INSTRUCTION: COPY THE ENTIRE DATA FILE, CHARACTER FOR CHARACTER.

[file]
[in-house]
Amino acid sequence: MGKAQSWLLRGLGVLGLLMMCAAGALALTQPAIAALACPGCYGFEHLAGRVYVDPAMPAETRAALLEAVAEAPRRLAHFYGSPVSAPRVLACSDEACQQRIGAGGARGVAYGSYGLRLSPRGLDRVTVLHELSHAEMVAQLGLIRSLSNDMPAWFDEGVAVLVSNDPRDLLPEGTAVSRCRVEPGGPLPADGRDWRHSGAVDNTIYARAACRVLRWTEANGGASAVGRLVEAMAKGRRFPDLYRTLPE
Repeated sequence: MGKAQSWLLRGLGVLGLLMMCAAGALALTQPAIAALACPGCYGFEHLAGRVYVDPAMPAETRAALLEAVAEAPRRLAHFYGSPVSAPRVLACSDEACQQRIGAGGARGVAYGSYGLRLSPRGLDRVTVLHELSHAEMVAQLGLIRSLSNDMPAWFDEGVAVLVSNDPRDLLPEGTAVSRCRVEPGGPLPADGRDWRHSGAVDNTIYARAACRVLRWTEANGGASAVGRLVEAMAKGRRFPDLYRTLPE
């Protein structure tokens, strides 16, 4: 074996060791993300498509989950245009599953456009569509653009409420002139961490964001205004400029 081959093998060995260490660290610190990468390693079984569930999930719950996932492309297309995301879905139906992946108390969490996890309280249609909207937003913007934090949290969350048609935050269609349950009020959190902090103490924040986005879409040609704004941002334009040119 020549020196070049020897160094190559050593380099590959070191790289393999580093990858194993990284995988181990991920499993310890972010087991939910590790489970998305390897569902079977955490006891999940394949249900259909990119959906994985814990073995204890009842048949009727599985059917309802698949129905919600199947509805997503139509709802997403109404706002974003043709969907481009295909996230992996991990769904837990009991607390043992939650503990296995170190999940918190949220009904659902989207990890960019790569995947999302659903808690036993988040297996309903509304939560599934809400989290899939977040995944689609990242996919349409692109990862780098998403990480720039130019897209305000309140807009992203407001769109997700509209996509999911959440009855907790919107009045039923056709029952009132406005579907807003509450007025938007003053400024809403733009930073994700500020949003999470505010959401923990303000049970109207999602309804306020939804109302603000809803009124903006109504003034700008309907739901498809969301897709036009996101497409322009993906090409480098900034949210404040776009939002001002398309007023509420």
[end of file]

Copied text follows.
[in-house]
Amino acid sequence: MGKAQSWLLRGLGVLGLLMMCAAGALALTQPAIAALACPGCYGFEHLAGRVYVDPAMPAETRAALLEAVAEAPRRLAHFYGSPVSAPRVLACSDEACQQRIGAGGARGVAYGSYGLRLSPRGLDRVTVLHELSHAEMVAQLGLIRSLSNDMPAWFDEGVAVLVSNDPRDLLPEGTAVSRCRVEPGGPLPADGRDWRHSGAVDNTIYARAACRVLRWTEANGGASAVGRLVEAMAKGRRFPDLYRTLPE
Repeated sequence: MGKAQSWLLRGLGVLGLLMMCAAGALALTQPAIAALACPGCYGFEHLAGRVYVDPAMPAETRAALLEAVAEAPRRLAHFYGSPVSAPRVLACSDEACQQRIGAGGARGVAYGSYGLRLSPRGLDRVTVLHELSHAEMVAQLGLIRSLSNDMPAWFDEGVAVLVSNDPRDLLPEGTAVSRCRVEPGGPLPADGRDWRHSGAVDNTIYARAACRVLRWTEANGGASAVGRLVEAMAKGRRFPDLYRTLPE
């Protein structure tokens, strides 16, 4: 074996060791993300498509989950245009599953456009569509653009409420002139961490964001205004400029 081959093998060995260490660290610190990468390693079984569930999930719950996932492309297309995301879905139906992946108390969490996890309280249609909207937003913007934090949290969350048609935050269609349950009020959190902090103490924040986005879409040609704004941002334009040119 020549020196070049020897160094190559050593380099590959070191790289393999580093990858194993990284995988181990991920499993310890972010087991939910590790489970998305390897569902079977955490006891999940394949249900259909990119959906994985814990073995204890009842048949009727599985059917309802698949129905919600199947509805997503139509709802997403109404706002974003043709969907481009295909996230992996991990769904837990009991607390043992939650503990296995170190999940918190949220009904659902989207990890960019790569995947999302659903808690036993988040297996309903509304939560599934809400989290899939977040995944689609990242996919349409692109990862780098998403990480720039130019897209305000309140807009992203407001769109997700509209996509999911959440009855907790919107009045039923056709029952009132406005579907807003509450007025938007003053400024809403733009930073994700500020949003999470505010959401923990303000049970109207999602309804306020939804109302603000809803009124903006109504003034700008309907739901498809969301897709036009996101497409322009993906090409480098900034949210404040776009939002001002398309007023509420």